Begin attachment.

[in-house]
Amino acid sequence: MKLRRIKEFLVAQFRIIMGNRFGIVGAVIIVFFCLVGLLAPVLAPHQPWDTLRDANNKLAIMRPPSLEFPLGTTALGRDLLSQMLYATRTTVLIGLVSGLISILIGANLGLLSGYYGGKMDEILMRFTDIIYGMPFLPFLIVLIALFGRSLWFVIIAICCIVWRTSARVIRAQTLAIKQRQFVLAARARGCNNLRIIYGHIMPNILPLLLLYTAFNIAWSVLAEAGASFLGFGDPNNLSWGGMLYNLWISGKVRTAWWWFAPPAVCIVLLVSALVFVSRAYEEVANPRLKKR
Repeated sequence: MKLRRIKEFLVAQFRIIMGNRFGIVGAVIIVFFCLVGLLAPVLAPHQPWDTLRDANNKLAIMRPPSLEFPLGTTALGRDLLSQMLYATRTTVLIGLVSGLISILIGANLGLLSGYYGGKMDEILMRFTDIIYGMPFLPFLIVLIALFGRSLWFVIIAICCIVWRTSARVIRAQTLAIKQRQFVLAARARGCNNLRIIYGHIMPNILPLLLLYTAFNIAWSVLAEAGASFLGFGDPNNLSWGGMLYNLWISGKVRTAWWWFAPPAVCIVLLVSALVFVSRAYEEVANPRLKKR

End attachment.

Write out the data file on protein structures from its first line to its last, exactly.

[in-house]
Amino acid sequence: MKLRRIKEFLVAQFRIIMGNRFGIVGAVIIVFFCLVGLLAPVLAPHQPWDTLRDANNKLAIMRPPSLEFPLGTTALGRDLLSQMLYATRTTVLIGLVSGLISILIGANLGLLSGYYGGKMDEILMRFTDIIYGMPFLPFLIVLIALFGRSLWFVIIAICCIVWRTSARVIRAQTLAIKQRQFVLAARARGCNNLRIIYGHIMPNILPLLLLYTAFNIAWSVLAEAGASFLGFGDPNNLSWGGMLYNLWISGKVRTAWWWFAPPAVCIVLLVSALVFVSRAYEEVANPRLKKR
Repeated sequence: MKLRRIKEFLVAQFRIIMGNRFGIVGAVIIVFFCLVGLLAPVLAPHQPWDTLRDANNKLAIMRPPSLEFPLGTTALGRDLLSQMLYATRTTVLIGLVSGLISILIGANLGLLSGYYGGKMDEILMRFTDIIYGMPFLPFLIVLIALFGRSLWFVIIAICCIVWRTSARVIRAQTLAIKQRQFVLAARARGCNNLRIIYGHIMPNILPLLLLYTAFNIAWSVLAEAGASFLGFGDPNNLSWGGMLYNLWISGKVRTAWWWFAPPAVCIVLLVSALVFVSRAYEEVANPRLKKR